Words like violence
Break the silence
Come crashing in
Into my little world
Depeche Mode, Enjoy the Silence, 1990
I don’t think it will come as a great surprise that people are not very good at keeping to New Year’s resolutions. A recent University of Bristol survey of 3,000 people showed that 88% of those who set them fail, mainly due to people setting unrealistic goals, not keeping track of progress or simply forgetting them. So much for British resolve.
With stiff competition from a variety of more predictable resolutions (mainly relating to prior over-indulgence), ‘reading for pleasure more’ doesn’t normally feature highly in the popularity stakes but, like jogging, kale smoothies and learning to meditate cross-legged on hot coals, it’s one of those things that we probably all know we should do but usually never quite get around to.
There is plenty of evidence to suggest that reading for pleasure is very helpful indeed for the development of young people and, as such, is something that schools should take very seriously. As well as the obvious benefits of improving literacy and increasing our knowledge and understanding of various topics, reading also develops emotional intelligence (see last post) and boosts our powers of imagination and creativity; increasingly important human attributes in an increasingly automated world.
The song quote above, as well as recalling lead singer Dave Gahan dressed in regal robes whilst randomly wandering around the world carrying a deck chair, always reminds me of the importance reading has in terms of challenging one’s norms and established beliefs. I can’t say that books like Animal Farm, Lord of the Flies and The Wasp Factory made for comfortable reading in my youth, but by heck they made me think afresh about the world we live in and challenged my personal values.
I am also sure that some of the wonderful characters I’ve come across in books have tinkered a little with the person I have become. I’d like to suggest noble stalwarts such as Richard Hannay (The 39 Steps) and Jack Aubrey (Master and Commander) as examples, though likewise I found it hard resist the more capricious virtues of the wonderful Mr Micawber (David Copperfield) and the darkly mysterious Jay Gatsby (The Great Gatsby).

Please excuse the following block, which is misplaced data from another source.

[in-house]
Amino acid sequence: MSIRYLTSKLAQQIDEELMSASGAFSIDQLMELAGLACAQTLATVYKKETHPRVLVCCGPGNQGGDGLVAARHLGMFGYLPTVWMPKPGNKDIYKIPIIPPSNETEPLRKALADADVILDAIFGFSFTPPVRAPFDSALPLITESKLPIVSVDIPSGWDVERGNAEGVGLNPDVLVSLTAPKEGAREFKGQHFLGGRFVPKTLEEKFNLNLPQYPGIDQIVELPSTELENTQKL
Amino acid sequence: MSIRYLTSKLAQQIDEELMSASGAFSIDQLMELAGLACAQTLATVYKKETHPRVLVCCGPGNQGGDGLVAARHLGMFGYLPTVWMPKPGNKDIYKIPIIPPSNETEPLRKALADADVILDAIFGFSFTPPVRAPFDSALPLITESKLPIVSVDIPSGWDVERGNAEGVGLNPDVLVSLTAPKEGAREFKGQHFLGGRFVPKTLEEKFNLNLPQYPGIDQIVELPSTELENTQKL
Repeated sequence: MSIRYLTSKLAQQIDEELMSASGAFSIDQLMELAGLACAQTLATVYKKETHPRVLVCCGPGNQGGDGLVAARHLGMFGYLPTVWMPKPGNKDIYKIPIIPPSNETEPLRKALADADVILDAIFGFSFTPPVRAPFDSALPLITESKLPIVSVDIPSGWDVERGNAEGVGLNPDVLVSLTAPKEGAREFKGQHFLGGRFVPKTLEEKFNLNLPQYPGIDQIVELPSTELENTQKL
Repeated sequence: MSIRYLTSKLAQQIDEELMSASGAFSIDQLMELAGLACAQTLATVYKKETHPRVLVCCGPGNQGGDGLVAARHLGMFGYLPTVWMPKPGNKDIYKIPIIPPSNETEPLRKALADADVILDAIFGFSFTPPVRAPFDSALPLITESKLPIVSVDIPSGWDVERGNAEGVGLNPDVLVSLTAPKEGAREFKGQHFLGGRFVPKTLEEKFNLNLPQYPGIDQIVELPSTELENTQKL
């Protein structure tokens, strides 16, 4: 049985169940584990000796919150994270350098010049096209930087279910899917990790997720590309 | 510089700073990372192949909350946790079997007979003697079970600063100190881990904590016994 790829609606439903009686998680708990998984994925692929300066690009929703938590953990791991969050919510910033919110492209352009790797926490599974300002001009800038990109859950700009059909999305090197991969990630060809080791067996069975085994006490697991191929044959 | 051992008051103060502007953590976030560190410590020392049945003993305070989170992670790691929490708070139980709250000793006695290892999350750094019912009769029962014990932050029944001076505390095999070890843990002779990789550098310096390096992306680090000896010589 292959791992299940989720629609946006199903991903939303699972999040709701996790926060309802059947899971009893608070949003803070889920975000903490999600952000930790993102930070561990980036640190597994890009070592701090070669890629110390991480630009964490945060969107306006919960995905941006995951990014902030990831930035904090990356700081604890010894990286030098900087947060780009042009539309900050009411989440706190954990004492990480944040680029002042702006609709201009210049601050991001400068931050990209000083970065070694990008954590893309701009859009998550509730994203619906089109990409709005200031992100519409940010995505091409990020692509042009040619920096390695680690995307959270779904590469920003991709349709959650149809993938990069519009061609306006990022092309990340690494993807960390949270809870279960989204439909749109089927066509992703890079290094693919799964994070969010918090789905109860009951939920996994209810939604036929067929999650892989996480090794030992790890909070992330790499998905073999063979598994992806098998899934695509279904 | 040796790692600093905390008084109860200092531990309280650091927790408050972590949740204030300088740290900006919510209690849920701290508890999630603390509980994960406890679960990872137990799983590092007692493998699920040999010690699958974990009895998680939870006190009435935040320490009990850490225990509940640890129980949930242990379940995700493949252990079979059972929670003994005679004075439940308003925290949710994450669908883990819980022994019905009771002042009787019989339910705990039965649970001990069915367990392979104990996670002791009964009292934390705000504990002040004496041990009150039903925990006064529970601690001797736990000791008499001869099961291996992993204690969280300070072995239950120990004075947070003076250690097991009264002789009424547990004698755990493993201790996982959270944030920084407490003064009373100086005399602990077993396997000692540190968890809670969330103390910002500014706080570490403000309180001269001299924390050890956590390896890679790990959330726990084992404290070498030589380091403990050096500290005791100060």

Perhaps the most important benefit of reading for young people today is its simple pleasure and the escape it offers from the growing clutches of electronica. Many studies have shown that reading is good for mental health and wellbeing; something we all need to be aware of in our busy modern lives.
If you require a more pragmatic benefit, there is also research to indicate that reading for pleasure at a young age can help significantly with future careers. A recent study by the Organisation for Economic Co-operation and Development (OECD) demonstrated that reading skills at 15 years old provide the biggest indicator of future professional success. Admittedly only a correlative study, this was nevertheless more significant than any other factor including socio-economic background, schooling or university.
I do appreciate that it’s not easy to get some children to read. In my experience some seem to get the bug naturally and others simply don’t. It’s also true that some find it much harder than others at an early age. Nevertheless, I don’t have much patience for those who complain there’s nothing to read – we are currently enjoying a golden age of children’s literature with a fantastic variety of excellent writing available and it doesn’t have to be fiction in any case; any form of the written word will do.
School can help, but of equal importance is enthusiastic parental influence at home. Parents taking the time and energy to read to their children and encouraging them to read themselves is undoubtedly one of the most important things you can do to support their education and future prospects.
Consequently, if you’re feeling good about yourself at this point, it’s no surprise. This has been my longest blog to date, so you are already half-way to fulfilling that resolution…
For more information on the benefits of reading for pleasure, have a look at the National Literacy Trust website.
Also, please feel free to ask one of our fantastic Senior School library team or Mrs Bestow in the Junior School to suggest titles and authors suited your child’s interests and passions – there’s a page-turner out there for everyone.